This calls for close cooperation between the relevant competent authorities, and in particular for properly coordinated efforts at regional and local levels, so that any analysis based on indicators at EU or national level is counterpointed and complemented by a bottom-up approach. Regional and local authorities are well placed to identify the key financial and social challenges facing households in energy poverty and to play a significant role in designing and implementing green transition which is fair, inclusive and sustainable for everyone in Europe.

(23)

The Commission will continue to support the sharing of good practices between Member States, both in cooperation with the Social Protection Committee and in other ways. The EU funding programmes, including cohesion policy,, the Technical Support Instrument and other forms of support can be mobilised to address the challenges identified through channels including the platforms provided by the European Energy Poverty Observatory and the Covenant of Mayors Initiative.

(24)

The fourth European Commission report on energy prices and costs also looks at the particular circumstances of people living in energy poverty and vulnerable consumers (18). The Commission will also pay particular attention to how Member States implement Article 5 of the recast Electricity Directive, which allows public intervention in price setting for the supply of electricity to energy-poor customers or those living in vulnerable households.

HEREBY RECOMMENDS THAT MEMBER STATES:

1.

Develop a systematic approach to the liberalisation of energy markets, with the aim of sharing the benefits with all sections of society, particularly those most in need.

2.

Take particular account of the accompanying staff working document that provides guidance on indicators on energy poverty as well as on the definition of what constitutes a significant amount of energy poor households. Importantly, Member States should use the Commission’s guidance when implementing and updating their current national energy and climate plans in accordance with Article 14 of Regulation (EU) 2018/1999 on the Governance of the Energy Union and Climate Action.

3.

Use the indicators outlined in the Annex in their energy poverty assessments.

4.

In line with Recital 60 of the recast Electricity Directive, produce integrated policy solutions as part of energy and social policy. These should include social policy measures and energy efficiency improvements that reinforce each other, especially in housing.

5.

Assess the distributional effects of the energy transition, in particular energy efficiency measures in the national context, and define and implement policies that address associated concerns. Due attention should be given to barriers to investment in energy-efficient housing and the profile of dwellings in most need of renovation, in line with national long-term renovation strategies.

6.

Develop all policies to tackle energy poverty on the basis of meaningful and accounatable processes of public participation and broad stakeholder engagement.

7.

Develop measures to address energy poverty that build on close cooperation between all levels of administration, enabling, in particular, close cooperation between regional and local authorities on the one hand, and civil society organisations and private sector entities on the other.

8.

Take full advantage of the potential to deploy Union funding programmes, including cohesion policy, to tackle energy poverty by analysing the distributional effects of energy transition projects and prioritising measures targeting vulnerable groups to ensure access to support.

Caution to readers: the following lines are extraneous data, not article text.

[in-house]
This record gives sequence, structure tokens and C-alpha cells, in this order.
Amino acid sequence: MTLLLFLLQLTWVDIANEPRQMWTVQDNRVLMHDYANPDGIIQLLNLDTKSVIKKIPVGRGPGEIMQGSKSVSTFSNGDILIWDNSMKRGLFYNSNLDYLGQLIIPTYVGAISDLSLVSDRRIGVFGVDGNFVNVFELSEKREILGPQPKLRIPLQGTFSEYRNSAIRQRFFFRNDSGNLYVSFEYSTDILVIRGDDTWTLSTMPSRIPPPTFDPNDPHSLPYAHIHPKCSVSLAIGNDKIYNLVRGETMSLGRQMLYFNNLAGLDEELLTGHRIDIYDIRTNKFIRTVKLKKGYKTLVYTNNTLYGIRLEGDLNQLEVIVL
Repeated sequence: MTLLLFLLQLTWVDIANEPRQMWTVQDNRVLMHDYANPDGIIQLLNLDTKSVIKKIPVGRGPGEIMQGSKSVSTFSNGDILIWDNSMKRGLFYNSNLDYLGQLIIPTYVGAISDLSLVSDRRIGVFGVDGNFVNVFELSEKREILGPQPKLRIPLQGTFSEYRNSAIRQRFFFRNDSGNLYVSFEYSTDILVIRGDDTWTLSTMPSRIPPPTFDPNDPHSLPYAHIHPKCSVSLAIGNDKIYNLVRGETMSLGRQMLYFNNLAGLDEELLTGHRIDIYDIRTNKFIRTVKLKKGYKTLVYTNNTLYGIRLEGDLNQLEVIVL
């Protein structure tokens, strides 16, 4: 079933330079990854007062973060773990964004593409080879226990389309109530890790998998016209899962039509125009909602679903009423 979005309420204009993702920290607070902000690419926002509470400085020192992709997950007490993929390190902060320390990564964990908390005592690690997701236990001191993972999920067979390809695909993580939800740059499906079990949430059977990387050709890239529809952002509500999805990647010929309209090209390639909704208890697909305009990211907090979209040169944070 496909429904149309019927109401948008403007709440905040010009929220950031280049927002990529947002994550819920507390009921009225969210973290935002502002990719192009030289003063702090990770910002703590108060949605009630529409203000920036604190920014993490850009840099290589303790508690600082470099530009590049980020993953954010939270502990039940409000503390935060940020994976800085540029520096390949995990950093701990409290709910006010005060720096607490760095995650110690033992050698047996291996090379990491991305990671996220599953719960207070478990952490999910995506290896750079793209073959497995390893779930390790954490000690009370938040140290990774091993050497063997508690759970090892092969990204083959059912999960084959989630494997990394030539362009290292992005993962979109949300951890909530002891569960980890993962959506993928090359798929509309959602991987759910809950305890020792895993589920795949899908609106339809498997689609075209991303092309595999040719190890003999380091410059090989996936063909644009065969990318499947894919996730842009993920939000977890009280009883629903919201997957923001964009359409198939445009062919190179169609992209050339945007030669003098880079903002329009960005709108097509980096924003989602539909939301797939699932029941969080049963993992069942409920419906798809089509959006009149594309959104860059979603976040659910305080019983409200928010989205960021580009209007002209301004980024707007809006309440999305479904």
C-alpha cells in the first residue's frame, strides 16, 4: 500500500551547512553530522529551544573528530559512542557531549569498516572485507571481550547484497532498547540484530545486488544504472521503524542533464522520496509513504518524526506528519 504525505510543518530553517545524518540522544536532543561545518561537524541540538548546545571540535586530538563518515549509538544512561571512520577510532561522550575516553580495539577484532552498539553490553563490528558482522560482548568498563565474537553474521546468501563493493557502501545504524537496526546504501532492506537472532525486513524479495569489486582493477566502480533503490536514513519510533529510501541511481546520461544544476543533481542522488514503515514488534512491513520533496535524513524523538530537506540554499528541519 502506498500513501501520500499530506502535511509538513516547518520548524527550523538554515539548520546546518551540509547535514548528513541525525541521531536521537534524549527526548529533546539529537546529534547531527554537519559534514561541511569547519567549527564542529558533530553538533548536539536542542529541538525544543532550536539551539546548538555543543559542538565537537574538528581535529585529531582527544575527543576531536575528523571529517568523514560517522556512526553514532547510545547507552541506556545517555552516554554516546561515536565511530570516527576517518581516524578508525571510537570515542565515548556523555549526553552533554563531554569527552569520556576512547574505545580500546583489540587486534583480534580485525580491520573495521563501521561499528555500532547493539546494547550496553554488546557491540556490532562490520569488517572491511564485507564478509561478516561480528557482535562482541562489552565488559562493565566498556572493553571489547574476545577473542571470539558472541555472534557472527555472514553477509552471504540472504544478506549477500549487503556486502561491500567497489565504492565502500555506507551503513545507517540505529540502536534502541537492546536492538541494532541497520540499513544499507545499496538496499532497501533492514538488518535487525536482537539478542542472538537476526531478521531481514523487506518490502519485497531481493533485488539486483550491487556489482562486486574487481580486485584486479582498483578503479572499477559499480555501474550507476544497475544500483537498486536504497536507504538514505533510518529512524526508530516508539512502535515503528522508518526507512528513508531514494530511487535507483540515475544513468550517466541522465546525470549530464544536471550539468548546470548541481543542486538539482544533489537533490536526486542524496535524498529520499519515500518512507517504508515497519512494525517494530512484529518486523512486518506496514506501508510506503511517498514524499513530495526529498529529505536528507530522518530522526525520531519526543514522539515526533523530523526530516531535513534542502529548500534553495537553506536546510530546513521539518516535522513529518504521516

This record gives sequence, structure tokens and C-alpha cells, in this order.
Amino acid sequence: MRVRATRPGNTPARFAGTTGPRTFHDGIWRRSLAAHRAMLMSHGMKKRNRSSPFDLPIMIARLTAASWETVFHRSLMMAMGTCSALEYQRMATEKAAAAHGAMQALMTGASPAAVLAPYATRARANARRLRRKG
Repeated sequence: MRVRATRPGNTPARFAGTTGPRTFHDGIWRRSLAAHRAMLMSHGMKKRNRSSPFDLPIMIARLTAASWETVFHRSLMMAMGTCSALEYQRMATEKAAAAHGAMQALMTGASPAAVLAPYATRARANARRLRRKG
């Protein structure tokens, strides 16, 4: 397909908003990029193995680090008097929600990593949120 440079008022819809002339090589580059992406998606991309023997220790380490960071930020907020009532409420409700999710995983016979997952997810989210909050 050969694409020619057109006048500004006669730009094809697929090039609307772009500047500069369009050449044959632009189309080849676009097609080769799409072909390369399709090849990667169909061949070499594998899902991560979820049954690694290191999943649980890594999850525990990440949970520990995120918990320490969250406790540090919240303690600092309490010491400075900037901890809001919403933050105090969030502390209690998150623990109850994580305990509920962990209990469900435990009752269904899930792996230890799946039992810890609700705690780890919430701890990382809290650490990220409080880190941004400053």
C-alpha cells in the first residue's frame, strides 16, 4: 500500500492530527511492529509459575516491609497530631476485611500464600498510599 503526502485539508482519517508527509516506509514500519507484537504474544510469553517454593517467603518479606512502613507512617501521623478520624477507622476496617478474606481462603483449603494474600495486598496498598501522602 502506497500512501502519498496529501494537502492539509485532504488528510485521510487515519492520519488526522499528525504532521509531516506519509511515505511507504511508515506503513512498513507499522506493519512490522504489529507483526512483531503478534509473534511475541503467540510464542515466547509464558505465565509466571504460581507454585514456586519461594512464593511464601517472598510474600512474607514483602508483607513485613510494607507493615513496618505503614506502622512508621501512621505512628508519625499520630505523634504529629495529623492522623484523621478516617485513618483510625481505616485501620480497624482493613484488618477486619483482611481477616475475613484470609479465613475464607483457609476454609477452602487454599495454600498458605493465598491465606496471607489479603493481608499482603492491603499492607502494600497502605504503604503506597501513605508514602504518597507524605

9.

When allocating public funds, especially grants, target low-income households in those categories of beneficiaries that have very limited resources of their own and limited access to commercial loans. Explore the role of energy service companies (ESCOs) and energy performance contracts in providing renovation financing solutions for energy poor households that enable these vulnerable households to overcome high upfront costs.

Done at Brussels, 14 October 2020.

For the Commission

Kadri SIMSON

Member of the Commission


(1)   OJ L 158, 14.6.2019, p. 125.

(2)  Data from 2018. Eurostat, SILC [ilc_mdes01]).

(3)  EPSR, Principle 20 ‘Access to essential services’: https://ec.europa.eu/commission/priorities/deeper-and-fairer-economic-and-monetary-union/european-pillar-social-rights/european-pillar-social-rights-20-principles_en

(4)  COM(2019) 640 final – Commission Communication on the European Green Deal.

(5)  Communication from the Commission to the European Parliament, the Council, the European Economic and Social Committee, the Committee of the Regions ‘A Renovation Wave for Europe – greening our buildings, creating jobs, improving lives (COM(2020) 662 final).

(6)  Regulation (EU) 2018/1999 of the European Parliament and of the Council of 11 December 2018 on the Governance of the Energy Union and Climate Action, amending Regulations (EC) No 663/2009 and (EC) No 715/2009 of the European Parliament and of the Council, Directives 94/22/EC, 98/70/EC, 2009/31/EC, 2009/73/EC, 2010/31/EU, 2012/27/EU and 2013/30/EU of the European Parliament and of the Council, Council Directives 2009/119/EC and (EU) 2015/652 and repealing Regulation (EU) No 525/2013 of the European Parliament and of the Council (OJ L 328, 21.12.2018, p. 1).

(7)  Article 3(3)(d) of Regulation (EU) 2018/1999.

(8)  Article 29 of Directive (EU) 2019/944.

(9)  As pursuant to Article 2a of the Energy Performance of Buildings Directive 2010/31/EU of the European Parliament and of the Council (OJ L 153, 18.6.2010, p. 13), amended by Directive (EU) 2018/844 (OJ L 156, 19.6.2018, p. 75).